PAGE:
You could also try to look at the religious ritual as commemorating a transition to a life with less religion in it, as in “This is the last time I will have to say this prayer.” I know that sounds weird, but it could represent a break from your religious past. A religious ritual for the end of religious rituals, I guess.

  • Orthodox Reader

    Ben-

    I’m sorry for the way you’ve been treated. I am Orthodox, but some of my friends have gone “off the derech,” and I’m sorry your family has taken it so badly.

    I think you should think about whether you are going to say kaddish for your parents when they do inevitably pass away. Even if you don’t believe in it at all, it might be something that can help repair the relationship that you have with your family.

    A lot of people who say kaddish say it for cultural reasons, not religious ones. It is a tie that binds together the generations- that’s why the children say kaddish- not the most ‘religious’ relatives.

    My father passed away, and we did the entire Orthodox funeral- it is not a show. We are not on stage- we were mourners, and during this process, let me tell you, people are not judging you. We all grieved together, though we are all on different religious pages. We have plenty of family that isn’t Orthodox, some that isn’t Jewish, but we all grieved as one family.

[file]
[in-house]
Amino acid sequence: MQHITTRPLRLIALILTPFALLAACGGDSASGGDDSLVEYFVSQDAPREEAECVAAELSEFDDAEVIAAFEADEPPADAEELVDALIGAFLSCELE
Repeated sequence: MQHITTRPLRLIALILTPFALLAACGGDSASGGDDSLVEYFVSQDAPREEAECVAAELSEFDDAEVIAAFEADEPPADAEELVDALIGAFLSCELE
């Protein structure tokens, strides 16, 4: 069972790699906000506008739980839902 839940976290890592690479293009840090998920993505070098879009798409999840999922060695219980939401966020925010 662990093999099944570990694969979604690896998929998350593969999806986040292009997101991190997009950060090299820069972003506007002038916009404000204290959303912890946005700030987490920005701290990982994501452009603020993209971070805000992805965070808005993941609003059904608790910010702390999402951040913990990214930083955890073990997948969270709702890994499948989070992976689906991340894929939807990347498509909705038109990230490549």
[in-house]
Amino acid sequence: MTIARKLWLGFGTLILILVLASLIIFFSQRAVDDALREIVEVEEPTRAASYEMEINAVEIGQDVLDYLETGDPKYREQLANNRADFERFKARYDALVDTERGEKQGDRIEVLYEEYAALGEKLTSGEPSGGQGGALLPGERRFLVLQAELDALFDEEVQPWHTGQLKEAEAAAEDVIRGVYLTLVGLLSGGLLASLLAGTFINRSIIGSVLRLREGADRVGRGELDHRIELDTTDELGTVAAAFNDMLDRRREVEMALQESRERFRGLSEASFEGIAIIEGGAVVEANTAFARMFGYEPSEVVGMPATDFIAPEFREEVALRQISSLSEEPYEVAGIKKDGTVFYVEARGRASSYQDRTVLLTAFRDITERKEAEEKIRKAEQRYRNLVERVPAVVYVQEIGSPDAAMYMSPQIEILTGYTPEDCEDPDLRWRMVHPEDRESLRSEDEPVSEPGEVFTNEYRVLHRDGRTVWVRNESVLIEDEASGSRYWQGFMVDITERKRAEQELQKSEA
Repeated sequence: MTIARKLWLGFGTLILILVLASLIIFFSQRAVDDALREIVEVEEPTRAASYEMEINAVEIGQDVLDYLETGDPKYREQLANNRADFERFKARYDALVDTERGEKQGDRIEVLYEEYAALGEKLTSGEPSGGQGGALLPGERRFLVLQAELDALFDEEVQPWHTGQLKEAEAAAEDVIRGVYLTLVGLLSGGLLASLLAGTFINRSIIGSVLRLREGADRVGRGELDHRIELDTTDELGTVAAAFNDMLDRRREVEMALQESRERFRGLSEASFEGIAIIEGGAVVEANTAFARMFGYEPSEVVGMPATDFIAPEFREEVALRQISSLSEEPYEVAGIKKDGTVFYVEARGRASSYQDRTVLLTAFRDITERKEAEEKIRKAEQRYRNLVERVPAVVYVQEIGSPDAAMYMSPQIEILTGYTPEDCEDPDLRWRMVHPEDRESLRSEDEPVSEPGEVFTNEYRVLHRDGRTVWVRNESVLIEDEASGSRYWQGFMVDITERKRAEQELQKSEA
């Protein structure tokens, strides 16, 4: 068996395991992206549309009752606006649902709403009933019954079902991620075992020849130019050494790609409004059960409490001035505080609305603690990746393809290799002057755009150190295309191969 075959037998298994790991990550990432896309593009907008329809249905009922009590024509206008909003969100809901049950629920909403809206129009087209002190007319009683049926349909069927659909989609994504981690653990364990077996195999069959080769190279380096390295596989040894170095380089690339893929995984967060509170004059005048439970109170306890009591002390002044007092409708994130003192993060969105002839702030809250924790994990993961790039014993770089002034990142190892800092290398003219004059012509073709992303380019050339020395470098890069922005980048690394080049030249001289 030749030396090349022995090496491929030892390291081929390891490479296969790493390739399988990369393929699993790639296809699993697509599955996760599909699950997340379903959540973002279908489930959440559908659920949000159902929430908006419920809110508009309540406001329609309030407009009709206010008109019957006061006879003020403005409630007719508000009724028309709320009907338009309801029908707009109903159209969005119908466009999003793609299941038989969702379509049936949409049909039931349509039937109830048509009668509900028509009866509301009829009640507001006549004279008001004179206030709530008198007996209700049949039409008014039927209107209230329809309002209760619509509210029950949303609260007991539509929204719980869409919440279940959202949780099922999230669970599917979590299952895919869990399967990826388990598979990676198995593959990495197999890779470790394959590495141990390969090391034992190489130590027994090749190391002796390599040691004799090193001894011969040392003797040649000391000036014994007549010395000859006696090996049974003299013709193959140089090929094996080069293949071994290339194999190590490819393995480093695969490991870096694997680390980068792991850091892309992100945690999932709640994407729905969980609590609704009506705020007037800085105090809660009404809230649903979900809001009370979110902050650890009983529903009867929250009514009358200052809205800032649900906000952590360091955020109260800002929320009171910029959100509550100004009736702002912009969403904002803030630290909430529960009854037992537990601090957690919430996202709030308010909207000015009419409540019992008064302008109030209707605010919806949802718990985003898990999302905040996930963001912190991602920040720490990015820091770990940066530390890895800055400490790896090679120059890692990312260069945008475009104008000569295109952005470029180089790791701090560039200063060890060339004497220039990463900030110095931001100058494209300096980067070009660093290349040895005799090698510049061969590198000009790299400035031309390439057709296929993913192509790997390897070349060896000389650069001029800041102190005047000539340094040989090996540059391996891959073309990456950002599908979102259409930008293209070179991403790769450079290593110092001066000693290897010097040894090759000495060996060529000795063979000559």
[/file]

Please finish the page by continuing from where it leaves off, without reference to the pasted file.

Death is a time to think beyond religion, to think about the people and the relationships that were touched by the one who has died. I think saying kaddish for a loved one can help with that. At the least, it gives you a chance every day, three times a day, to help you stop and think about the one you’ve loved. It’s helped me enormously.

    Again, I’m sorry you’ve been so hurt by your family. I hope they can choose to look beyond your religious choices and see the man you are.

  • EW

    For your sake – not theirs – make your peace with them before they die as best as you can, without compromise or dishonesty. Maybe by way of a letter if a meeting is not realistic. Again, for your sake, you don’t want to leave things unsaid or unspoken because that has a way of haunting you after communication is no longer possibile.

  • Dan Brook